Gallerynote 4/2006

September 7 to October 28, 2006

JAMES BISHOP (*1927 USA) Paintings 1963-1980 Part II.
"Art without the world is madness." Julius Meier-Graefe
"For me, the operative working hypothesis is that the truths of the world are only really opened up by the various stages of our western painting acting in various ways. Here development does not equal progress but rather, in its shifting forms, asserts the endurance of the humane."
Benno Reifenberg 1962

The five paintings in this exhibition need no justification. James Bishop painted them between 1963 and 1980. In this time period, various major pictorial worlds reached their end and the future of painting and traditional visual means and processes was up for consideration. A few painters succeeded in taking in the floating forces of the painting process and finding an equating of concept and material. For in order to hold their own against and with the past, the new paintings had to be self-evident. The deficit made necessary by renewal and renovation had to be precisely calculated, possible losses had to be offset with profitable gains. From this time forth, paintings embody the properties and the justifiability of the paintings. They exist through their material, imparted outwardly and internally. The intensity and fullness of life of a pictorial surface, for instance, is an invaluable good established by Western European painting and it is to be hoped that the ability to make use of this good is maintained.

The structure of the paintings by James Bishop corresponds to that of an organism, or else one can compare it to the architecture of a building. There is a top and a bottom, there is a middle, a left and a right side. It is immediately clear to the viewer how the paintings present themselves, how the viewer can establish a dialogue.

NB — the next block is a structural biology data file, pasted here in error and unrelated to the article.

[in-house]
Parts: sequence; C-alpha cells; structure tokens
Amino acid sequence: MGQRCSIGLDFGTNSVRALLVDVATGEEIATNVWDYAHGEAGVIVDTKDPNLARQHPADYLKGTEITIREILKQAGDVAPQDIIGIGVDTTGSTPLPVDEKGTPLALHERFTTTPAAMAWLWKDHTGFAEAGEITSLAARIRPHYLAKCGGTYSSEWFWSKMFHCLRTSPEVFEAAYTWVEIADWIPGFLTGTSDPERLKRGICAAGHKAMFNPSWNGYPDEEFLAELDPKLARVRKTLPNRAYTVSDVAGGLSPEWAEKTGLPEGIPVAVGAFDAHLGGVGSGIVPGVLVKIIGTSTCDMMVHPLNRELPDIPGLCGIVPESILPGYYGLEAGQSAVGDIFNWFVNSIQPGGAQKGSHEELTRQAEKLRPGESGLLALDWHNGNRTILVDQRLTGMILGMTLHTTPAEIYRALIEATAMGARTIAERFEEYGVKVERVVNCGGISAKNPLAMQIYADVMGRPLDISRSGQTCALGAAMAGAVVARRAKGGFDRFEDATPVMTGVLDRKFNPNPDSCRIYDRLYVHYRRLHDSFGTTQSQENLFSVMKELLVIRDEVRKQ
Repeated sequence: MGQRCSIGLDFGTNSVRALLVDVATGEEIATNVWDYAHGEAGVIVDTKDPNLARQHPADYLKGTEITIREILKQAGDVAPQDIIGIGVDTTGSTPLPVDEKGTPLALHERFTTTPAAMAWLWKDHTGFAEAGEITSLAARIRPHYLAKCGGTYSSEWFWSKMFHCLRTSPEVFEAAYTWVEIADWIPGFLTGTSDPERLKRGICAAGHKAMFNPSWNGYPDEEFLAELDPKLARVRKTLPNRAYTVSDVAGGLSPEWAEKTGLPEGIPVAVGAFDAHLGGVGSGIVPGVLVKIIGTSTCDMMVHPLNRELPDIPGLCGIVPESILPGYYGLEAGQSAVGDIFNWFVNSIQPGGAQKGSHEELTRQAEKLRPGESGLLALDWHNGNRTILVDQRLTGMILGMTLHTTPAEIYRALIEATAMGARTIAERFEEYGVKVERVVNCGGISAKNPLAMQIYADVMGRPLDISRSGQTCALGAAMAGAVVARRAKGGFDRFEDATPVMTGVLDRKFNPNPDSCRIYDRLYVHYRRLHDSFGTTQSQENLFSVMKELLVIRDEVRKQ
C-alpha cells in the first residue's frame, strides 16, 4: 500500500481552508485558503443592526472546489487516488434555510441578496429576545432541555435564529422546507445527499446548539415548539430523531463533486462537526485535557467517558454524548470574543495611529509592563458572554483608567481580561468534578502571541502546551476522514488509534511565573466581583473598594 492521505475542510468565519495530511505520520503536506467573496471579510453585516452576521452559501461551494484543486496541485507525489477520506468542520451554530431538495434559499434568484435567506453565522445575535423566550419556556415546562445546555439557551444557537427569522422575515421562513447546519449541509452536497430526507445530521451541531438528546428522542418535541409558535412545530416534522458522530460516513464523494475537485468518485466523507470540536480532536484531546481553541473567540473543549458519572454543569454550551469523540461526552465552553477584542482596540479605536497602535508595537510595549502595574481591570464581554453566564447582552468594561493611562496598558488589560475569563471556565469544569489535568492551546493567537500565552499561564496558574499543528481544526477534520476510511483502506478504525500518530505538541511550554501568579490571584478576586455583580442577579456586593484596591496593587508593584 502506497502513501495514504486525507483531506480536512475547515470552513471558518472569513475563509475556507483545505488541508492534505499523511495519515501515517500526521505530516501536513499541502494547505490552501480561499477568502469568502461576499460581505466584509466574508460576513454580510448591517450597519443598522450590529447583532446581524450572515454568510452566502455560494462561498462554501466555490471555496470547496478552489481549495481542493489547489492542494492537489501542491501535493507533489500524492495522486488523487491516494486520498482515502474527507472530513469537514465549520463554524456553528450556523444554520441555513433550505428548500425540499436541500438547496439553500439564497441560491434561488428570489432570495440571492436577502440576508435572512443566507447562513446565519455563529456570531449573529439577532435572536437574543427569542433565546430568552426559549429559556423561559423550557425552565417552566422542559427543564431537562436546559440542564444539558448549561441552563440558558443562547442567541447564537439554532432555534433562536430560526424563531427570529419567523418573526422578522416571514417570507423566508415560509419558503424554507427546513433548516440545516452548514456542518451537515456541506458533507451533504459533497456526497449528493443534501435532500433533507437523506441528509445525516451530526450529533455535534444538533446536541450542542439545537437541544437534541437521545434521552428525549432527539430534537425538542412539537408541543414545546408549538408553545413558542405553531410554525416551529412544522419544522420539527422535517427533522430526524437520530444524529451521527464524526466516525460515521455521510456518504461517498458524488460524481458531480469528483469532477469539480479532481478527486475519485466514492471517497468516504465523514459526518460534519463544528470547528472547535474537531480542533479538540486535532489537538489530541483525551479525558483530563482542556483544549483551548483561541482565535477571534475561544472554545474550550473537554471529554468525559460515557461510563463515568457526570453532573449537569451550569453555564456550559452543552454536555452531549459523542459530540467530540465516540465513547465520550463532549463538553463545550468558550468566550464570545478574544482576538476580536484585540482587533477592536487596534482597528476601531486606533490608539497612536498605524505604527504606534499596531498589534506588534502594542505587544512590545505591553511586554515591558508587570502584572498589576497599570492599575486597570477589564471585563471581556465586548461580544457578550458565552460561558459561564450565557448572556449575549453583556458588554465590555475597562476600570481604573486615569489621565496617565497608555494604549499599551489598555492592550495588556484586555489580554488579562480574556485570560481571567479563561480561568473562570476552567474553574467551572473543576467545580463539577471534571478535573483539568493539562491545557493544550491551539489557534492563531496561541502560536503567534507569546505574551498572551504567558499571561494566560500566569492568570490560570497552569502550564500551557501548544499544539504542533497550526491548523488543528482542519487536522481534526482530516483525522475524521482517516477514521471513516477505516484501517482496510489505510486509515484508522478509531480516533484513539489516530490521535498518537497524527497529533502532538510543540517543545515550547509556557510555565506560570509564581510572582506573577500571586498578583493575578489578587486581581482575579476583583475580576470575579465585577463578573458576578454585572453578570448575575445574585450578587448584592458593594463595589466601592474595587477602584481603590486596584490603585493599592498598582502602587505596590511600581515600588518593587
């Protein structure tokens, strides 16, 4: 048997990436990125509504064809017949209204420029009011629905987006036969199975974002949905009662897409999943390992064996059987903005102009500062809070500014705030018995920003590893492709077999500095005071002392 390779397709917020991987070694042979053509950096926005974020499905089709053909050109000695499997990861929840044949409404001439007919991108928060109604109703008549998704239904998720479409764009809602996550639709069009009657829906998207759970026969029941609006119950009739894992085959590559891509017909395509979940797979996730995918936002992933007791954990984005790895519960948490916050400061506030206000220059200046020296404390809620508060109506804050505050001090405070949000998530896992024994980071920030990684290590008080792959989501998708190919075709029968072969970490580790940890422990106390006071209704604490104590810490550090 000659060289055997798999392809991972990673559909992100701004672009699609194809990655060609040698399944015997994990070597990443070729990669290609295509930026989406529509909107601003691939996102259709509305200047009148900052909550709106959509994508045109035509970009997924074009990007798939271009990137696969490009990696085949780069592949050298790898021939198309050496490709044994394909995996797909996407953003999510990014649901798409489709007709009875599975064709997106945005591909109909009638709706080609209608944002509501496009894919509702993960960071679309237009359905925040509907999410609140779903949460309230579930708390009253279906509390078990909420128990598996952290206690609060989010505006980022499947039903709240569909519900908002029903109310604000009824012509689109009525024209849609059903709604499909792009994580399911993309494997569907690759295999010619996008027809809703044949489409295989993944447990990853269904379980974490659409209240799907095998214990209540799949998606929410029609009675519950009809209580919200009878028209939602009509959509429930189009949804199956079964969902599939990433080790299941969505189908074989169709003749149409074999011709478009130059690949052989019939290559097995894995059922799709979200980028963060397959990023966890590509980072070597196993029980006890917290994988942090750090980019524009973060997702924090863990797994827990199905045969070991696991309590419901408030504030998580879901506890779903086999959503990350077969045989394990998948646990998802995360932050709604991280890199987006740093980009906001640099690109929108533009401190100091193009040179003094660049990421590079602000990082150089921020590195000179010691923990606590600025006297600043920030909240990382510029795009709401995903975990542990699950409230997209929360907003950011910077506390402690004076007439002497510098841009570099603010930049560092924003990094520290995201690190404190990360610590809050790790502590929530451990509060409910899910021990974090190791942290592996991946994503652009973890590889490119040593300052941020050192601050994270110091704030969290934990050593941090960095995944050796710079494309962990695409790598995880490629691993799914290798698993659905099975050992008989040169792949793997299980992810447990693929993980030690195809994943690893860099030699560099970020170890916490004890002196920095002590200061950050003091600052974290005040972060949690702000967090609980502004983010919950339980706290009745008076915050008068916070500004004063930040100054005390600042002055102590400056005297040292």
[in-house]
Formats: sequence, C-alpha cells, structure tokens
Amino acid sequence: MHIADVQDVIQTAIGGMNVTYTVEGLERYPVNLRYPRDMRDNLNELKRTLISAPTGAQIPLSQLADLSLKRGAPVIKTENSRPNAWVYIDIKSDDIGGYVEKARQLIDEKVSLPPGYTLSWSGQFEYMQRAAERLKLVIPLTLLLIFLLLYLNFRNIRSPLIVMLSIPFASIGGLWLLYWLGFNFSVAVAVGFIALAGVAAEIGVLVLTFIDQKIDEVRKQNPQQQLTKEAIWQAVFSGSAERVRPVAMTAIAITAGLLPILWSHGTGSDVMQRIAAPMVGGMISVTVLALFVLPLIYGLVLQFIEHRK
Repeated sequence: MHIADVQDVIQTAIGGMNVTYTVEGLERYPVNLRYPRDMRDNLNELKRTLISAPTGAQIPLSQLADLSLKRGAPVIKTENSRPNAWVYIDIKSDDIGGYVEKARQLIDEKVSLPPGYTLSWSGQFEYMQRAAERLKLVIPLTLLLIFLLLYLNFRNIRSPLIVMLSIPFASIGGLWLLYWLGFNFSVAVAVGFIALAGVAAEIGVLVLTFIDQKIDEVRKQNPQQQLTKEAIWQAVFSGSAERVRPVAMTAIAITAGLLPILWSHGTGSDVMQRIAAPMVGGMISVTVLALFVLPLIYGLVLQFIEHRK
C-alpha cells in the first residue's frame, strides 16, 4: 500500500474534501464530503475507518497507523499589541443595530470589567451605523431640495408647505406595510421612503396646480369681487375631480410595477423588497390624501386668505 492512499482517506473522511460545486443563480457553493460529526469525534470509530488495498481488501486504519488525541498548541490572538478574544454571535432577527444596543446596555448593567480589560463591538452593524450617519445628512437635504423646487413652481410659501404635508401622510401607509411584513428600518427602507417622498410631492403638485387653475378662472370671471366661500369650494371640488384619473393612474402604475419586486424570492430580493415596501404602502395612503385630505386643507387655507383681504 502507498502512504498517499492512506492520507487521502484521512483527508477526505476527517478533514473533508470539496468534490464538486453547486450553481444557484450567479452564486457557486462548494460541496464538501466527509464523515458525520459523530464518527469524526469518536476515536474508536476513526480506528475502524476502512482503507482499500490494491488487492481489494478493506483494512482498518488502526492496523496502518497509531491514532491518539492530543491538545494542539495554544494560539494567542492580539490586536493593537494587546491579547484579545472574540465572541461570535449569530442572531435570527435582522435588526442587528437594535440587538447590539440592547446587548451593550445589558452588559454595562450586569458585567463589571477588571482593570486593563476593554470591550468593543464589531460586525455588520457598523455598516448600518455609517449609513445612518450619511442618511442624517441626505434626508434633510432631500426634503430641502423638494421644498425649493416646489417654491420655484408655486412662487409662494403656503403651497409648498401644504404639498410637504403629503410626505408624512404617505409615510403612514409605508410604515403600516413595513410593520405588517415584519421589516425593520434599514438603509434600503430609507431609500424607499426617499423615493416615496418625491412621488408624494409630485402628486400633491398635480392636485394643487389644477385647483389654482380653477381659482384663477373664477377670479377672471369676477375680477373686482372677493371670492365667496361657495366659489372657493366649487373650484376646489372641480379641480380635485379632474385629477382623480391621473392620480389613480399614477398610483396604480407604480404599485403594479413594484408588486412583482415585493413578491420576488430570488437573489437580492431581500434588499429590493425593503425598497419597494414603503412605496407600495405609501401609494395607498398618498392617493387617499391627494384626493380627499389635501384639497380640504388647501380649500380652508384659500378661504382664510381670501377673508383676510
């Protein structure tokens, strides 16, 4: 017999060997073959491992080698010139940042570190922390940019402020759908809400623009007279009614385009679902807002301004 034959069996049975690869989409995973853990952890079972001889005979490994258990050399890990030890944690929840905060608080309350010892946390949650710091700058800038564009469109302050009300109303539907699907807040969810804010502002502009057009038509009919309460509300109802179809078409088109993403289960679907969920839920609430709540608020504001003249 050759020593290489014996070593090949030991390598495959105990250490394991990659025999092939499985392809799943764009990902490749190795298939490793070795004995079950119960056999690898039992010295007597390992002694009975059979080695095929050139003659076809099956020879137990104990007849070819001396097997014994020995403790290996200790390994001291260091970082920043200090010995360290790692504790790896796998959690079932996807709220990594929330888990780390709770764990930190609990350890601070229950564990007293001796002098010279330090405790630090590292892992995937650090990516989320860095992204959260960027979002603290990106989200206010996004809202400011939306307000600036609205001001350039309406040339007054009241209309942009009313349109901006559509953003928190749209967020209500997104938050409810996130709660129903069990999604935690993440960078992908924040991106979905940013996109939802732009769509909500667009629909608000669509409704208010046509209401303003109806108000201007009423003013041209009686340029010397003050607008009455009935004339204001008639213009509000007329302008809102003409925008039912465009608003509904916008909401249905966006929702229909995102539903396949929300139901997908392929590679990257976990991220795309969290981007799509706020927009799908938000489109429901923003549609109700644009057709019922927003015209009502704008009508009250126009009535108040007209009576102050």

Now is this merely a circular argument, pure self-referentiality? No, for the circular definition is opened up twofold, through the presence and existence of the work and through the animation of the viewer.
A verbal approximation fails to reach the discursive level as well as the place of occurrence. And thus we find ourselves at a decisive point of the argumentation, the location of the paintings, the place where they can be seen, the place where their self-certification takes place. Of course, it is difficult at present to accord this exclusive though not inaccessible place its right of existence. Contemplation and heedfulness are indispensable conditions. Reproduction and catchy stereotyping are scarcely possible. This art denies itself a social scene and scenery. It is not a vehicle equipped to take any relevant contents from one alien place to another alienated place.
A notable constellation of contemporary culture becomes apparent by means of such works: The political-philosophical tradition of object- and goal-oriented thinking is effectively thwarted by the philosophical-aesthetic tradition of freedom from ends and purposes. In the field of fine arts in particular, the question has to be posed whether a complete functionalization and reification should be advocated here.

A number of museum exhibitions on the work of James Bishop are being planned for 2007 and 2008. We would be happy to receive any details pertaining to the whereabouts of paintings on paper and large-format works.